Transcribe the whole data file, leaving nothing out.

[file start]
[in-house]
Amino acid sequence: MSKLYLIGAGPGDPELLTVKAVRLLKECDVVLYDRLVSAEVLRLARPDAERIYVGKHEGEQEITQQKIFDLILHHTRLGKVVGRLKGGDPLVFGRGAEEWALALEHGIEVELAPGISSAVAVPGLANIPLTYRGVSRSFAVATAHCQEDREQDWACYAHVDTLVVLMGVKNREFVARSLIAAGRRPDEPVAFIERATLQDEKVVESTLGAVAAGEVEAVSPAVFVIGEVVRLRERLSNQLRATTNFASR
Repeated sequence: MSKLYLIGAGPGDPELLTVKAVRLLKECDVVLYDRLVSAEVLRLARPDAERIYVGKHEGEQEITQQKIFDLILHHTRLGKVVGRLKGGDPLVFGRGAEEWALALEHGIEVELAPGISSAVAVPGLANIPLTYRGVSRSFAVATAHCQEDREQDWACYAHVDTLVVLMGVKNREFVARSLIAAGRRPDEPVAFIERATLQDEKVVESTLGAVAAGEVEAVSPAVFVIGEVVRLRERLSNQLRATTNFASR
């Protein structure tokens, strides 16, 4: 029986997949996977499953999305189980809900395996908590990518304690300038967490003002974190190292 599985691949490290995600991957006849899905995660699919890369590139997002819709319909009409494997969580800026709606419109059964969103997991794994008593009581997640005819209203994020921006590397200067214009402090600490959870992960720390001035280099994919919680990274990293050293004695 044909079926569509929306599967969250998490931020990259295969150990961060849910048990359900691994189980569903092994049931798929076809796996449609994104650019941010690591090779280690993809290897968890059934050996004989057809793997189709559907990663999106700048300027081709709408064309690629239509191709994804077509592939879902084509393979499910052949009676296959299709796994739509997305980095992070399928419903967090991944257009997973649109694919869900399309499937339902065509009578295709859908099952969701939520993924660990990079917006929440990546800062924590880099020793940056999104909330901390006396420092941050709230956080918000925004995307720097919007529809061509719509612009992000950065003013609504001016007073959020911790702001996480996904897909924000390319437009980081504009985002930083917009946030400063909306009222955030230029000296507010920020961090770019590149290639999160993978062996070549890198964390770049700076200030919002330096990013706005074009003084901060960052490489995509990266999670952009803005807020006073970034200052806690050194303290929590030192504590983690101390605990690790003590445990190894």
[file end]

[in-house]
Amino acid sequence: MSKLYLIGAGPGDPELLTVKAVRLLKECDVVLYDRLVSAEVLRLARPDAERIYVGKHEGEQEITQQKIFDLILHHTRLGKVVGRLKGGDPLVFGRGAEEWALALEHGIEVELAPGISSAVAVPGLANIPLTYRGVSRSFAVATAHCQEDREQDWACYAHVDTLVVLMGVKNREFVARSLIAAGRRPDEPVAFIERATLQDEKVVESTLGAVAAGEVEAVSPAVFVIGEVVRLRERLSNQLRATTNFASR
Repeated sequence: MSKLYLIGAGPGDPELLTVKAVRLLKECDVVLYDRLVSAEVLRLARPDAERIYVGKHEGEQEITQQKIFDLILHHTRLGKVVGRLKGGDPLVFGRGAEEWALALEHGIEVELAPGISSAVAVPGLANIPLTYRGVSRSFAVATAHCQEDREQDWACYAHVDTLVVLMGVKNREFVARSLIAAGRRPDEPVAFIERATLQDEKVVESTLGAVAAGEVEAVSPAVFVIGEVVRLRERLSNQLRATTNFASR
């Protein structure tokens, strides 16, 4: 029986997949996977499953999305189980809900395996908590990518304690300038967490003002974190190292 599985691949490290995600991957006849899905995660699919890369590139997002819709319909009409494997969580800026709606419109059964969103997991794994008593009581997640005819209203994020921006590397200067214009402090600490959870992960720390001035280099994919919680990274990293050293004695 044909079926569509929306599967969250998490931020990259295969150990961060849910048990359900691994189980569903092994049931798929076809796996449609994104650019941010690591090779280690993809290897968890059934050996004989057809793997189709559907990663999106700048300027081709709408064309690629239509191709994804077509592939879902084509393979499910052949009676296959299709796994739509997305980095992070399928419903967090991944257009997973649109694919869900399309499937339902065509009578295709859908099952969701939520993924660990990079917006929440990546800062924590880099020793940056999104909330901390006396420092941050709230956080918000925004995307720097919007529809061509719509612009992000950065003013609504001016007073959020911790702001996480996904897909924000390319437009980081504009985002930083917009946030400063909306009222955030230029000296507010920020961090770019590149290639999160993978062996070549890198964390770049700076200030919002330096990013706005074009003084901060960052490489995509990266999670952009803005807020006073970034200052806690050194303290929590030192504590983690101390605990690790003590445990190894």